The Skunk River Paddlers and other local groups and individuals participate in the Story County Conservation Adopt-A-Park program, and the Skunk River Paddlers, Skunk River Navy, and other groups organize and participate in river clean-ups. The improved launch/landing areas will facilitate removal of trash from the river during these clean-up events.
Narrative (A NARRATIVE assessing existing conditions, outlining the concept of the proposed project, and providing adequate project justification. The narrative must show that the concept is reasonable from a transportation engineering and/or recreational standpoint and is part of an area wide, local, regional, or statewide plan).
Project justification.The Skunk River is currently promoted by both Story County and the Iowa DNR as appropriate for canoeing and fishing (see Attachments I, J, K, and L). The river, greenbelt trails and adjacent parklands are used by a diverse and varied group of people. However, many existing access points are rough, steep and limit safe, frequent use by the general public. In part this is due to excessive grade and unstable surfaces. The improvements proposed in this project address these primary barriers to create a much more attractive and usable river access for all users. In addition to making these access points safer and more stable, this project also improves handicapped accessibility (See supporting letter from resident David DenHaan).
This project will make needed improvements to existing access areas between Story City and Ames, and will add three new access areas to extend the trail an additional 10 miles. With the proposed addition of signs and informational kiosks, the Skunk River Canoe Trail will meet all of the guidelines for water trails set forth in the Iowa Trails Plan 2000.
Proposed improvements. This proposal would improve existing access sites and add 10 miles and three additional access areas to the existing canoe trail. Proposed improvements include signs, informational kiosks, and the renovation or development of launch and landing areas. The Story County Engineer has been involved in the planning and engineering of these improvements.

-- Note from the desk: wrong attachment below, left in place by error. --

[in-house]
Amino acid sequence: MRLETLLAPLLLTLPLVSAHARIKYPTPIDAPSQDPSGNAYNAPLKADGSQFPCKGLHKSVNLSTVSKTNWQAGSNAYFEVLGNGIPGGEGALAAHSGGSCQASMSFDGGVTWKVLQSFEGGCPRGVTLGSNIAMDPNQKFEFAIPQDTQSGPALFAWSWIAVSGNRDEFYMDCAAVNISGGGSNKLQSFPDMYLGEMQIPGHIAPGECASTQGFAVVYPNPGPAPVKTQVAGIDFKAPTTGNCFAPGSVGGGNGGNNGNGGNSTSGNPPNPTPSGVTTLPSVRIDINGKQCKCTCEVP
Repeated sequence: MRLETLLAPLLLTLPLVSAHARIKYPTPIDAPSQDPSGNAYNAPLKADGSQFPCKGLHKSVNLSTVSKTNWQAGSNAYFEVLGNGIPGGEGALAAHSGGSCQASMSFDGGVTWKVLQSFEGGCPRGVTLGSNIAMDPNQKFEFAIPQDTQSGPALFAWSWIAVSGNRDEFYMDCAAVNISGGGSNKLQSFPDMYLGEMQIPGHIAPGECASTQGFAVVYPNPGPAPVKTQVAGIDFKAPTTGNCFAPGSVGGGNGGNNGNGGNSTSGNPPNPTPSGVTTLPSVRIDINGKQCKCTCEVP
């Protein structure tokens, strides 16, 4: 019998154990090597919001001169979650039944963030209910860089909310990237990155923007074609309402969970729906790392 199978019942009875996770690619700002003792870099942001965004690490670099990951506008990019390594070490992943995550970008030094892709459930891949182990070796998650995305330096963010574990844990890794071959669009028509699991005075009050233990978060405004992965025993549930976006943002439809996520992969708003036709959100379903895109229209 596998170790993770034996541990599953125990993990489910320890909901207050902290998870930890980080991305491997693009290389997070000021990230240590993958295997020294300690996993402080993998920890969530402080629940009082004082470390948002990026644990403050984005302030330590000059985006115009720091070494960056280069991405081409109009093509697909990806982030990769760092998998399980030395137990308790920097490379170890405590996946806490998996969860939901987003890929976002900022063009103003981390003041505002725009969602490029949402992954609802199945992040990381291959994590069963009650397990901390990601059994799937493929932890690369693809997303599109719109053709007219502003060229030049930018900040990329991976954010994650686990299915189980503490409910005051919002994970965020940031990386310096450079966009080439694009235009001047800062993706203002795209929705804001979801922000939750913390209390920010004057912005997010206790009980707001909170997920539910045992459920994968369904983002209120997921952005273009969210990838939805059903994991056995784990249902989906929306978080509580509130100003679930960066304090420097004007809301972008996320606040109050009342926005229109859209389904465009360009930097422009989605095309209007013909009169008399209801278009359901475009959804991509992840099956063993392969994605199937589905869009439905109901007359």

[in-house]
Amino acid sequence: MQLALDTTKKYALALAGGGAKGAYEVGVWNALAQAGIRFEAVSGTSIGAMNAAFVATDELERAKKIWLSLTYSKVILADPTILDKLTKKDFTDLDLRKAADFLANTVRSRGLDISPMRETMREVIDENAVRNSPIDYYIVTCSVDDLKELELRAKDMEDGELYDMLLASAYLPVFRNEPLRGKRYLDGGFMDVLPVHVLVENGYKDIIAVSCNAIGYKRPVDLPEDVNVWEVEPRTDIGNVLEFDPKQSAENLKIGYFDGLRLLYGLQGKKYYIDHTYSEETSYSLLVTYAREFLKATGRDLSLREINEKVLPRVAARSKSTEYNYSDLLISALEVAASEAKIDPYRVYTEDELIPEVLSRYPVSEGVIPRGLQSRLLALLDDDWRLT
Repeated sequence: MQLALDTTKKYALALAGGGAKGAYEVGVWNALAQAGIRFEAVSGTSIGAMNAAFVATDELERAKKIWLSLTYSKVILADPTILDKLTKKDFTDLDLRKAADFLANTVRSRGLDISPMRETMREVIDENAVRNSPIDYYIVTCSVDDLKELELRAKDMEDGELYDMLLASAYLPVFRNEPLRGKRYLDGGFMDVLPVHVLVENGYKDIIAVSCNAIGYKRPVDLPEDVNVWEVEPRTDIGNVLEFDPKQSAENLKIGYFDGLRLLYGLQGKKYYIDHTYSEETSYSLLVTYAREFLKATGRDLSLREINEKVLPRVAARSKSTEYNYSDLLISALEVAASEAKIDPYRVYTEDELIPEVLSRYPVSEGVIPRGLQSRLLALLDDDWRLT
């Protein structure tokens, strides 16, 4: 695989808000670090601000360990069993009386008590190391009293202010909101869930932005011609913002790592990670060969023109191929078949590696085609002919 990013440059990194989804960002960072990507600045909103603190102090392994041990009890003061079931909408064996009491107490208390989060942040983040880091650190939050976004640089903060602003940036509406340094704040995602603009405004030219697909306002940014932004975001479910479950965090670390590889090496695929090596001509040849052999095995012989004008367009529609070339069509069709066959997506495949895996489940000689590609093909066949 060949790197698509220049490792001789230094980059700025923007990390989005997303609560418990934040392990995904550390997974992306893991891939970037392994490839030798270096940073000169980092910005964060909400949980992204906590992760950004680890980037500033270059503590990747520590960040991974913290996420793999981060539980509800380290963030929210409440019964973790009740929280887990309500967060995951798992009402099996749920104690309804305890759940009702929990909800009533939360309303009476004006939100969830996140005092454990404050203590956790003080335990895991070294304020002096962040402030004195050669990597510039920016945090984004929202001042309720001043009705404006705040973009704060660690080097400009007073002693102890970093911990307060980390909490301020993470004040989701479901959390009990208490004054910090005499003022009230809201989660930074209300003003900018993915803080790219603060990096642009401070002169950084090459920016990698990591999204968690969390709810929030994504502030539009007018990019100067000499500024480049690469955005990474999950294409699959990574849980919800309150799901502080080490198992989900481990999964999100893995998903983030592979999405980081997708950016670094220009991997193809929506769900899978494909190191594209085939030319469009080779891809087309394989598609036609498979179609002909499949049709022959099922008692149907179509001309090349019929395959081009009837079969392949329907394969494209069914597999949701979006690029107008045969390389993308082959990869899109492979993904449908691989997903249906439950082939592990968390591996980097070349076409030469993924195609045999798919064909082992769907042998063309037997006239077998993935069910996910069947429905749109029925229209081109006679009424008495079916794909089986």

The proposed water trail coincides with a Skunk River Greenway illustrated in the Iowa Trails Plan 2000 Statewide Trails Vision Map (Attachment M). This section of the river is used regularly. It has proven to be suitable for multiuse recreation, including snowmobiling and non-motorized uses such as fishing, bird watching, canoeing, kayaking, and cross-country skiing. The Story County Engineer has been involved in project discussions. And no waterway changes are needed. These proposed improvements will increase awareness and will generate interest in and support for the care and protection of these resources.
Existing conditions and proposed improvements. For a complete listing of existing conditions and proposed improvements for each access point and/or bridge along the proposed Water Trail, please refer to Attachments E-2 and E-3.
H. Narrative (A NARRATIVE discussing the extent to which adjacent property owners have been informed of the proposed project and an assessment of their acceptance. The award of Federal Recreational Trails funds; any subsequent letting of contract for design, construction, reconstruction, improvement, or maintenance; or the furnishing of materials shall not involve direct or indirect interest, prohibited by Iowa Code Sections 314.2, 362.5 or 331.342, of any state, county, or official, elective or appointive. Any award of Federal Recreational Trail funding or any letting of a contract in violation of the foregoing provisions shall invalidate the award of Federal Recreational Trails funding and authorize a complete recovery of any funds previously disbursed).
The Skunk River Canoe Trail and its associated access areas are already widely used by paddlers, swimmers, and, in winter, cross country skiers, hikers, and snowmobilers. With the exception of the proposed portage sign and trail at US Filter, all improvements will take place on public lands. Steve Lekwa, Director of Story County Conservation, met with officials at US Filter to discuss safety improvements at that location and is now negotiating a public easement. Property owners along the river, and particularly the existing canoe trail, are already aware of the frequent public use of these areas.
The Skunk River Water Trail has been on the agenda at the Story County Conservation Board and other group’s open meetings. Articles on the Skunk River Water Trail improvements and extension were published in the Ames Tribune and in the Story County Conservation Partners newsletter, Prairie Horizons, both of which are widely distributed.